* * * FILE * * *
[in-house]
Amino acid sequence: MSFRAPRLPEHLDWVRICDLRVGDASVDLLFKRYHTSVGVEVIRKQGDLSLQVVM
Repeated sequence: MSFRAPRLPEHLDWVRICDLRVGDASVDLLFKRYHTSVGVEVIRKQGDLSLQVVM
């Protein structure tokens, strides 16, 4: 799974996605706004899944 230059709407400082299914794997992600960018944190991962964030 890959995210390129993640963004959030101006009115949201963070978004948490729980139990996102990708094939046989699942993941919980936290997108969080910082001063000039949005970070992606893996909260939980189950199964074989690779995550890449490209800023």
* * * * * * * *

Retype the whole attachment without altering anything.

[in-house]
Amino acid sequence: MSFRAPRLPEHLDWVRICDLRVGDASVDLLFKRYHTSVGVEVIRKQGDLSLQVVM
Repeated sequence: MSFRAPRLPEHLDWVRICDLRVGDASVDLLFKRYHTSVGVEVIRKQGDLSLQVVM
């Protein structure tokens, strides 16, 4: 799974996605706004899944 230059709407400082299914794997992600960018944190991962964030 890959995210390129993640963004959030101006009115949201963070978004948490729980139990996102990708094939046989699942993941919980936290997108969080910082001063000039949005970070992606893996909260939980189950199964074989690779995550890449490209800023």